4. The reference for the statement in the article ‘Mucosal immunity as measured by stool excretion of virus after mOPV1 challenge is superior with combination of OPV and IPV as compared to IPV alone’(3) is inappropriately used. The cited study(3) had compared the mucosal immunity induced by enhanced-potency inactivated and oral polio vaccines individually; there was no group that received the combination. In this study, mucosal immunity produced by OPV and enhanced-potency inactivated polio vaccine (E-IPV) was compared by challenging vaccinees with type 1 OPV. Fewer OPV (25%) than E-IPV (63%) vaccinees excreted OPV virus in stool after challenge. The mean stool virus titer was higher and the duration of shedding longer among E-IPV excreters(3).

5. The statement ‘The risk of VAPP with this combined OPV and IPV schedule is extremely low as the child receives OPV at the time when he/she is protected against VAPP by maternal antibodies, is again without any evidence. The cited reference(4) evaluates only the use of OPV and not the combined OPV and IPV schedule.

6. If the committee is convinced about the greater efficacy of the eIPV over OPV, the same should be stated clearly and a recommendation be made to the government and the program. The committee should have clearly stated the recommendation for use of only eIPV for immunocompromised children.

7. Table II inaccurately includes Hib as an EPI vaccine. Similarly while Table II lists DTaP as a vaccine which is to be given after one-to-one discussion with the parents, the same is included in Table III as a recommended vaccine which again is misleading.

8. While varicella is listed as a category 3 vaccine, in the text the committee ‘continues to recommend single dose of varicella vaccine in children aged below 13 years.’, implying that it is recommended for all children; which is inaccurate. Similar is the case with Hepatitis A vaccine.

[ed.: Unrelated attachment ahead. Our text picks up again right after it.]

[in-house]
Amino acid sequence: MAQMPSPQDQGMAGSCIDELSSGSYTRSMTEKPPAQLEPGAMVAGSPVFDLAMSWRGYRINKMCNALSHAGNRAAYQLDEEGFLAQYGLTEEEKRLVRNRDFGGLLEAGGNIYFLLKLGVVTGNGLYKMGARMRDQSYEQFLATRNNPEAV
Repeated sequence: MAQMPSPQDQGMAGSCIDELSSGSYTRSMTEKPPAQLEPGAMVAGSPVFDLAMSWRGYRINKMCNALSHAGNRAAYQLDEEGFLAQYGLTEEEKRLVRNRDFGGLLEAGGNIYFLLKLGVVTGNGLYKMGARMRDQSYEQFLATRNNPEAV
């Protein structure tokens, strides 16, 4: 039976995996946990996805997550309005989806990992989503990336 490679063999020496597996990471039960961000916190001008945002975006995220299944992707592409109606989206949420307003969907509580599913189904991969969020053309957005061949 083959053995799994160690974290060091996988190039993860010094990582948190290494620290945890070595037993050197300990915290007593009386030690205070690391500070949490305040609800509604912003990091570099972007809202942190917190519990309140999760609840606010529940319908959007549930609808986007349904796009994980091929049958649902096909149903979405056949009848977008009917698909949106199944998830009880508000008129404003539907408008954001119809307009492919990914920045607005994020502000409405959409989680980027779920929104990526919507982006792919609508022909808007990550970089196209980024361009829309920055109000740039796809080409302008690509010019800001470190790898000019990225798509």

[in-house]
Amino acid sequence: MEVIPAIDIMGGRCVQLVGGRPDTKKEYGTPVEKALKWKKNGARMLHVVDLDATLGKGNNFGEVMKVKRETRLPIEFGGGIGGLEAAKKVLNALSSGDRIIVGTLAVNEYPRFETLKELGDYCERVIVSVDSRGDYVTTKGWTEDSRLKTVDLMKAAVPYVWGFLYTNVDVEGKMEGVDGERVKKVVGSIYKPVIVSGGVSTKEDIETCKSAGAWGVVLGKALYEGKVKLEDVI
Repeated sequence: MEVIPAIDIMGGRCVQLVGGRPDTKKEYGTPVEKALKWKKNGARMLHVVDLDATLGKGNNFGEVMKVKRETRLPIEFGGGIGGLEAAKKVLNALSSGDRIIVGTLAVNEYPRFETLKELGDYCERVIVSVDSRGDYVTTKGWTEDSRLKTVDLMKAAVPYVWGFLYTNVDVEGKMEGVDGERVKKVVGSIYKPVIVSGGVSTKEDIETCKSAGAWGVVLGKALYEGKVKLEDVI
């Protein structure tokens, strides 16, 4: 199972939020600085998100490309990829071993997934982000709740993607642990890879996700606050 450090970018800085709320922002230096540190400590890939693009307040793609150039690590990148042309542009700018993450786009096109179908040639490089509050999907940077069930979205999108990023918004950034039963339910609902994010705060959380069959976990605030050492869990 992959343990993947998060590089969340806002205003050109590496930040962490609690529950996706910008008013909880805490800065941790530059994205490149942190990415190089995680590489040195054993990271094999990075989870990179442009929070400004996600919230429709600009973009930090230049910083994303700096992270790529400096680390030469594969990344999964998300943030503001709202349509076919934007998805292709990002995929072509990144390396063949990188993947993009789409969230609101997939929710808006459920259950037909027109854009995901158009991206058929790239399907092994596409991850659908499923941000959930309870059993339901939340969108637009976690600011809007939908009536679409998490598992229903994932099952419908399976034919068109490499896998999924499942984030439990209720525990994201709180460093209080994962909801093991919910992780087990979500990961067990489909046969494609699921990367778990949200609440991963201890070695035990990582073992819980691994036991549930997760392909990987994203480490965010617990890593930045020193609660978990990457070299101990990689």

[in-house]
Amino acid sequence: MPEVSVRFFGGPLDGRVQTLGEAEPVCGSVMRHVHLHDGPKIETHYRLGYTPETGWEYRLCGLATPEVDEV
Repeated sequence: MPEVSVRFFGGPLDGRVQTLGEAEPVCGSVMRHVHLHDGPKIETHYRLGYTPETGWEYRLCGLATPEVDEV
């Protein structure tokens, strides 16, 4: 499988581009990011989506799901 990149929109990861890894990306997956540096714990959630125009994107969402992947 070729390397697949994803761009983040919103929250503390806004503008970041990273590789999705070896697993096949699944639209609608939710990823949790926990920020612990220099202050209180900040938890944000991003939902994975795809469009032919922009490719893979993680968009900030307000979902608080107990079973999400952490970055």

9. The recommendation of use of rabies vaccine as ‘a pre-exposure prophylaxis for children at high risk of rabies’ without defining ‘those at high risk’ is inappropriate.

10. It would have been appropriate for the committee to grade the evidence collected as is the norm for evidence based guidelines.

11. The listing of brands is not justified in a recommendation paper. It is also a deviation from the committee’s earlier exercises.

We raise these issues for an academic and a healthy debate, the result of which is in the best interests of the children of the country irrespective of their economic status and in tune with the stated commitments of the IAP towards the improvement of the health and well being of all children.


1. Indian Academy of Pediatrics Committee on Immunization (IAPCOI). Consensus recommendations on immunization, 2008. Indian Pediatr 2008; 45: 635-648.

2. Indian Academy of Pediatrics-Mission Statement. http://www.iapindia.org/index.php?option=com_content& view=article&id=63:mission-statement&catid=38:mission&Itemid=97. Accessed on February 26, 2008.

3. Onorato IM, Modlin JF, McBean AM, Thoms ML, LosonsKy GA, Bernier RH. Mucosal immunity induced by enhanced-potency inactivated and oral polio vaccines. J Infect Dis 1999; 163: 1-6.

4. Kohler KA, Banerjee K, Gary Hlady W, Andrus JK, Sutter RW. Vaccine-associated paralytic poliomyelitis in India during 1999: decreased risk despite massive use of oral polio vaccine. Bull World Health Organ 2002; 80: 210-216.